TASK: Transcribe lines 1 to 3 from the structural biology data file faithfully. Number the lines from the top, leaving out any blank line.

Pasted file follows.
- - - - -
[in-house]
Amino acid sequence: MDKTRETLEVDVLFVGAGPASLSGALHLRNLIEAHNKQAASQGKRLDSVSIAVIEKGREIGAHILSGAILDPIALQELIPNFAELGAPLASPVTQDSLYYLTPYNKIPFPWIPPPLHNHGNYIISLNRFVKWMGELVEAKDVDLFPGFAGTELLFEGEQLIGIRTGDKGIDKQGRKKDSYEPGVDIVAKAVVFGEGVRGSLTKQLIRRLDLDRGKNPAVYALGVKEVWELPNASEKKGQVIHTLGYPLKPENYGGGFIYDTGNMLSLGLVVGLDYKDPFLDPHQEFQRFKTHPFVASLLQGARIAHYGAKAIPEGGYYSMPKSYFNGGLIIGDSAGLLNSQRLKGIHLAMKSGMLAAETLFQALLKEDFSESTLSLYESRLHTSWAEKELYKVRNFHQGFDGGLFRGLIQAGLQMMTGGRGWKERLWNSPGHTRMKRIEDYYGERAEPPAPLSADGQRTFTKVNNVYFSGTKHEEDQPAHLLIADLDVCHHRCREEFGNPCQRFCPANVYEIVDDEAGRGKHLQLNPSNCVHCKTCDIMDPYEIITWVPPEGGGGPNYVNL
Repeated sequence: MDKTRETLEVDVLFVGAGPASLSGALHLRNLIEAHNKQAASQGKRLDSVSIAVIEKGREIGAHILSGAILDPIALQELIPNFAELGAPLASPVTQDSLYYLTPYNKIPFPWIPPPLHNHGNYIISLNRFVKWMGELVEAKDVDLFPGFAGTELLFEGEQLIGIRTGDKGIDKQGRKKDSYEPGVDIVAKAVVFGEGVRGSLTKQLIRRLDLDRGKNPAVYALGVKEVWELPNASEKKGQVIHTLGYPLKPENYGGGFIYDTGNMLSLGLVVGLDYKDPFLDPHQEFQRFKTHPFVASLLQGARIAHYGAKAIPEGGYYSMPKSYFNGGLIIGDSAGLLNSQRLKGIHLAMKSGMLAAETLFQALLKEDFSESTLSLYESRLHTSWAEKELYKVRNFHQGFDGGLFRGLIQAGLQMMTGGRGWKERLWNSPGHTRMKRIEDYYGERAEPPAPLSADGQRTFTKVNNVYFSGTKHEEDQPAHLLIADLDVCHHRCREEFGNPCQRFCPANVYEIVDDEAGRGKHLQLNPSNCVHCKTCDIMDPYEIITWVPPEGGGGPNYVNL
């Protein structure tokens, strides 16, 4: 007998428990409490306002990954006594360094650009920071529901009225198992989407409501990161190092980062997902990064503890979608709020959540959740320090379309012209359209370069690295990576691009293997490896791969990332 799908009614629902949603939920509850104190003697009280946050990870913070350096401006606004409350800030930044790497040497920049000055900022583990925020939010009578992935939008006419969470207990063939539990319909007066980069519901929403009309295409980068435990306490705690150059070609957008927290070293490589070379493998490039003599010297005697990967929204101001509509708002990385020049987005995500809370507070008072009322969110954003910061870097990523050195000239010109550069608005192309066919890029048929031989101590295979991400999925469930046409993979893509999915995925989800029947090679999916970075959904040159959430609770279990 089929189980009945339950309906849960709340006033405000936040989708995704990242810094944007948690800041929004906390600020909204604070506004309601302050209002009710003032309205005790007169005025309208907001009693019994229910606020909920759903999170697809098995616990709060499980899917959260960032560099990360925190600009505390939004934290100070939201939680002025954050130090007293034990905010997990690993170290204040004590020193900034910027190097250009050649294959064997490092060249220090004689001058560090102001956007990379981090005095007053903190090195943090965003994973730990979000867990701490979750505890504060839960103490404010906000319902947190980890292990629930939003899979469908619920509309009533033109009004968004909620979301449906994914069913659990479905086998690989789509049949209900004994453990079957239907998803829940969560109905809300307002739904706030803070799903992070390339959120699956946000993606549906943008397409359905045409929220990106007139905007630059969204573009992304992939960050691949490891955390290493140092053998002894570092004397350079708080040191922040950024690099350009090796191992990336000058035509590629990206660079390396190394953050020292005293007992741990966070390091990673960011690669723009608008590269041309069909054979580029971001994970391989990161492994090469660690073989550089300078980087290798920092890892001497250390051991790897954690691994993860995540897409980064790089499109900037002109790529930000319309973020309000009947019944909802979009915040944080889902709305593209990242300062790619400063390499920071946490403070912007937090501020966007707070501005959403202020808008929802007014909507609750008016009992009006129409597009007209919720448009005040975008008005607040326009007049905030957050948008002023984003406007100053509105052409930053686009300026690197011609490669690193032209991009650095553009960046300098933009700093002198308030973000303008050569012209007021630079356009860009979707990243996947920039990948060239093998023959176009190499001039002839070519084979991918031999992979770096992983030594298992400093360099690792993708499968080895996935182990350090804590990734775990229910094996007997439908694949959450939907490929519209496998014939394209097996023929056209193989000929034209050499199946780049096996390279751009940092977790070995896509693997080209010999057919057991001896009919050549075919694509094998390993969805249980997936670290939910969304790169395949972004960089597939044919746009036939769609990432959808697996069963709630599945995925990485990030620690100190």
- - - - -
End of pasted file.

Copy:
[in-house]
Amino acid sequence: MDKTRETLEVDVLFVGAGPASLSGALHLRNLIEAHNKQAASQGKRLDSVSIAVIEKGREIGAHILSGAILDPIALQELIPNFAELGAPLASPVTQDSLYYLTPYNKIPFPWIPPPLHNHGNYIISLNRFVKWMGELVEAKDVDLFPGFAGTELLFEGEQLIGIRTGDKGIDKQGRKKDSYEPGVDIVAKAVVFGEGVRGSLTKQLIRRLDLDRGKNPAVYALGVKEVWELPNASEKKGQVIHTLGYPLKPENYGGGFIYDTGNMLSLGLVVGLDYKDPFLDPHQEFQRFKTHPFVASLLQGARIAHYGAKAIPEGGYYSMPKSYFNGGLIIGDSAGLLNSQRLKGIHLAMKSGMLAAETLFQALLKEDFSESTLSLYESRLHTSWAEKELYKVRNFHQGFDGGLFRGLIQAGLQMMTGGRGWKERLWNSPGHTRMKRIEDYYGERAEPPAPLSADGQRTFTKVNNVYFSGTKHEEDQPAHLLIADLDVCHHRCREEFGNPCQRFCPANVYEIVDDEAGRGKHLQLNPSNCVHCKTCDIMDPYEIITWVPPEGGGGPNYVNL
Repeated sequence: MDKTRETLEVDVLFVGAGPASLSGALHLRNLIEAHNKQAASQGKRLDSVSIAVIEKGREIGAHILSGAILDPIALQELIPNFAELGAPLASPVTQDSLYYLTPYNKIPFPWIPPPLHNHGNYIISLNRFVKWMGELVEAKDVDLFPGFAGTELLFEGEQLIGIRTGDKGIDKQGRKKDSYEPGVDIVAKAVVFGEGVRGSLTKQLIRRLDLDRGKNPAVYALGVKEVWELPNASEKKGQVIHTLGYPLKPENYGGGFIYDTGNMLSLGLVVGLDYKDPFLDPHQEFQRFKTHPFVASLLQGARIAHYGAKAIPEGGYYSMPKSYFNGGLIIGDSAGLLNSQRLKGIHLAMKSGMLAAETLFQALLKEDFSESTLSLYESRLHTSWAEKELYKVRNFHQGFDGGLFRGLIQAGLQMMTGGRGWKERLWNSPGHTRMKRIEDYYGERAEPPAPLSADGQRTFTKVNNVYFSGTKHEEDQPAHLLIADLDVCHHRCREEFGNPCQRFCPANVYEIVDDEAGRGKHLQLNPSNCVHCKTCDIMDPYEIITWVPPEGGGGPNYVNL